Winning Reasonable Accommodation Cases – Noise Complaints

Every owner and manager of a housing development understands (or should understand) that disabled applicants and residents have the right to request that properties be modified (reasonable modifications) or that rules be changed or waived (reasonable accommodations) so that the disabled person has an equal opportunity to use and enjoy the housing. However, the law does not require that every request for an accommodation be granted. Requests may be denied if there is no need for the requested accommodation or if granting the request would impose an undue financial and administrative burden on the property or fundamentally alter how the property operates.

In order to demonstrate that an owner has violated fair housing law by failing to grant an accommodation request, an applicant or resident must prove that:

  1. The request for a reasonable accommodation was made by or on behalf of an individual with a disability;
  2. The community knew – or was aware of – the disability (owners may verify disabilities that are not obvious);
  3. The request was necessary for the disabled individual to have an equal opportunity to enjoy the housing (i.e., there is an identifiable connection between the requested accommodation and the disability);
  4. The request was reasonable (owners should remember that even when a request is determined to be “unreasonable,” the community should engage in an interactive process that examines alternative accommodations that would meet the needs of the disabled person and that are reasonable); and
  5. The community denied the request.

While owners often believe that any requested accommodation must be granted, this is not the case, as illustrated by a number of recent court cases. In this series of articles, I will examine court cases that have ruled against residents for requested accommodations relating to assistance animals, noise complaints, and smoking. This second article deals with the issue of whether a community has to grant a resident’s request to soundproof a unit.

Poursaied v. Reserve at Research Park, LLC, Alabama, May 2019

Facts of the Case

  1. A resident filed a lawsuit alleging fair housing violations against Reserve at Research Park, an Alabama apartment community. The suit was filed just 19-days after the resident moved in.
  2. The resident alleged that she had been harassed and “criminally tortured” by noise at prior apartment complexes since 2006; that she was controlled by neighbors through noise; that noise caused her to fall in 2017 resulting in injuries; and that noise caused her to lose her job and flee her previous apartment in North Carolina.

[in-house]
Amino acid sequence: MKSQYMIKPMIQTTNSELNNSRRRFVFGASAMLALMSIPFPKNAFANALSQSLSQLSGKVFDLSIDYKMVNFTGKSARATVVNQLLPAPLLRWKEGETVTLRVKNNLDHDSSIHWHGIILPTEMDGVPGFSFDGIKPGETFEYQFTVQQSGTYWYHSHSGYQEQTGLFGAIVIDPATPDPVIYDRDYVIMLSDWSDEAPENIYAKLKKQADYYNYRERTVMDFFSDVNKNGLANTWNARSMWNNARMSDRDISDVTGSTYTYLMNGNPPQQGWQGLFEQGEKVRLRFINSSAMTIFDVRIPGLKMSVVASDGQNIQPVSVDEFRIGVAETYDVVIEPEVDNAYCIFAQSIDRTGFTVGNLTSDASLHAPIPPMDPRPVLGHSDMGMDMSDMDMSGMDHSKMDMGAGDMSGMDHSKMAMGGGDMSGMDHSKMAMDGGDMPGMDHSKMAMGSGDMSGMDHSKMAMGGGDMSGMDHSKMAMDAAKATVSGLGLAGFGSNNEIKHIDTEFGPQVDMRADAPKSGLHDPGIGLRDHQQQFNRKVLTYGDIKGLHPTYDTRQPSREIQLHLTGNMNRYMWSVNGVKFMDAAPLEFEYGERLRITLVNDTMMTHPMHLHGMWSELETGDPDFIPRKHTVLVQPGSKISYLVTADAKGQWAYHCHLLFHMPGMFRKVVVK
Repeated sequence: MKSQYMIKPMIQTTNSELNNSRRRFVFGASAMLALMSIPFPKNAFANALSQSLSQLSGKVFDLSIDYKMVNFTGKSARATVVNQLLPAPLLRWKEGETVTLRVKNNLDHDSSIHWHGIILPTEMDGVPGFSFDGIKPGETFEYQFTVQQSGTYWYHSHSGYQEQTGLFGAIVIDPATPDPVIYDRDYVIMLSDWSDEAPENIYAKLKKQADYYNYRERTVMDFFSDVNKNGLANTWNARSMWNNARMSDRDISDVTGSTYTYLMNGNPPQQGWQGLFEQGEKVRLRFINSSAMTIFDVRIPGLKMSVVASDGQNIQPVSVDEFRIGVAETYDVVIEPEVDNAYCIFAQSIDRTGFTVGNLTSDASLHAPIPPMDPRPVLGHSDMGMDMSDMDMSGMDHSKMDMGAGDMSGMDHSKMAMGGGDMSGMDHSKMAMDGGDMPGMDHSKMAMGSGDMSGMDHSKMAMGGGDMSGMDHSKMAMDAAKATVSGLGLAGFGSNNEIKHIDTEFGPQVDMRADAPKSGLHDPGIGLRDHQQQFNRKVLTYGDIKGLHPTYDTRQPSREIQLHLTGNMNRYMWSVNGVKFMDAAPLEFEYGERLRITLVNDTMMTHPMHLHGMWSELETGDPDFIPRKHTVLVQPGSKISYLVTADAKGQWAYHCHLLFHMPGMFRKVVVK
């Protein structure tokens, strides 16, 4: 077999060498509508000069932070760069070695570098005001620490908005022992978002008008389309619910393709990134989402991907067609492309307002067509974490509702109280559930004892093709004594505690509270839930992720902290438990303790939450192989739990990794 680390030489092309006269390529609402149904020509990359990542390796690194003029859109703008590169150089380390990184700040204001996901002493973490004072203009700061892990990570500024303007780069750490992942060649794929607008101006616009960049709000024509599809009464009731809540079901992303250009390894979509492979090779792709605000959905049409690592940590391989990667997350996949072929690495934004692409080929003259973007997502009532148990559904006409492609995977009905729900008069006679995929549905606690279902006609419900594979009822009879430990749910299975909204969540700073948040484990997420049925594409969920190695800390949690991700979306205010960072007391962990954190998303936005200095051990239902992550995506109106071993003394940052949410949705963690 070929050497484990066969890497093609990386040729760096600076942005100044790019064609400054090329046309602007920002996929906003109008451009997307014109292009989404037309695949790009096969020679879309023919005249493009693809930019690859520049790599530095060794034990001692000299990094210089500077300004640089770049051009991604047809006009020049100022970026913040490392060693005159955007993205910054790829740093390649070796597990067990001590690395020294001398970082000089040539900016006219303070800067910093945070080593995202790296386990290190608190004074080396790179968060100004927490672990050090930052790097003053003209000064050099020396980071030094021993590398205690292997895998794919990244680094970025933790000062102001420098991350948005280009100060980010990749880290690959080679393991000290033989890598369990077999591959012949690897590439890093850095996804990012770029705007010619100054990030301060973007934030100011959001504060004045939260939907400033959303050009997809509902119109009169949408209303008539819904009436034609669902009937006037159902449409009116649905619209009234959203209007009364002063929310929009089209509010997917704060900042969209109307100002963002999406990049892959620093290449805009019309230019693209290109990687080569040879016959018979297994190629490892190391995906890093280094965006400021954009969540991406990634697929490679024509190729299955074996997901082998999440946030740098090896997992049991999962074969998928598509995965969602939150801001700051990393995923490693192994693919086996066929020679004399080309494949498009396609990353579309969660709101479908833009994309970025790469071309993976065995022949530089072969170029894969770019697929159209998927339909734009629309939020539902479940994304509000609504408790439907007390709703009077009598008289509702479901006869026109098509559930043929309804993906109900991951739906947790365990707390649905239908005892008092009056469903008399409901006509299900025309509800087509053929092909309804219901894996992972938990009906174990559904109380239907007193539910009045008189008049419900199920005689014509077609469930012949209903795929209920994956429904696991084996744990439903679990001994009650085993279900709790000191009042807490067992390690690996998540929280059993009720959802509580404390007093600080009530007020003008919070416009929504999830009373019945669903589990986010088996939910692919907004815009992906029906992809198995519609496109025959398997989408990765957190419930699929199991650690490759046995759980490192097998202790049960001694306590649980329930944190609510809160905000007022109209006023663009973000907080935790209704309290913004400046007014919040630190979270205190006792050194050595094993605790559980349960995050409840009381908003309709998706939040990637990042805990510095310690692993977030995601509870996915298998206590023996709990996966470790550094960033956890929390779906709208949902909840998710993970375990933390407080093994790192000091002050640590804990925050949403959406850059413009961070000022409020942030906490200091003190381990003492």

3. In the complaint against Reserve at Research Park, she alleged that its employees promised her a quiet, soundproof unit and failed to accommodate her disability.
  4. The community asked the court to dismiss the case, arguing that the resident failed to prove that she was disabled or that it failed to accommodate her due to a disability.

Decision: The court ruled in favor of the community


  1. The resident did not allege any facts demonstrating that she was disabled under fair housing law.
  2. She failed to show that she had any disability involving sensitivity to noise.
  3. Her complaint was not noise sensitivity or disability, but that the noises would be egregious or tortuous to anyone regardless of disability.
  4. The lease at the property did not provide any special provisions regarding disabilities or accommodations claimed by the resident.
  5. The resident provided no facts in her complaint as to what the community did or failed to do to accommodate her disability during the 19 days she lived at the property.
  6. She stated that when she complained to the property management she was told she could move out in 30-days or wait six months for another unit to become available. This demonstrated that the community did not refuse to accommodate her concerns.
  7. The resident wanted a soundproof unit and the only solution would be to discontinue living in an apartment since no apartment owner could make such a guarantee.

This case demonstrates that housing providers are not required to immediately grant all requests for accommodations. Once a housing provider is aware of an individual’s request for an accommodation, the provider has an opportunity to make a final decision, which necessarily includes the ability to conduct a meaningful review to determine whether the law requires the requested accommodation.

The next article in this series will cover a case that answers the question as to whether a community has to ban neighbors from smoking in their units to accommodate a resident’s asthma.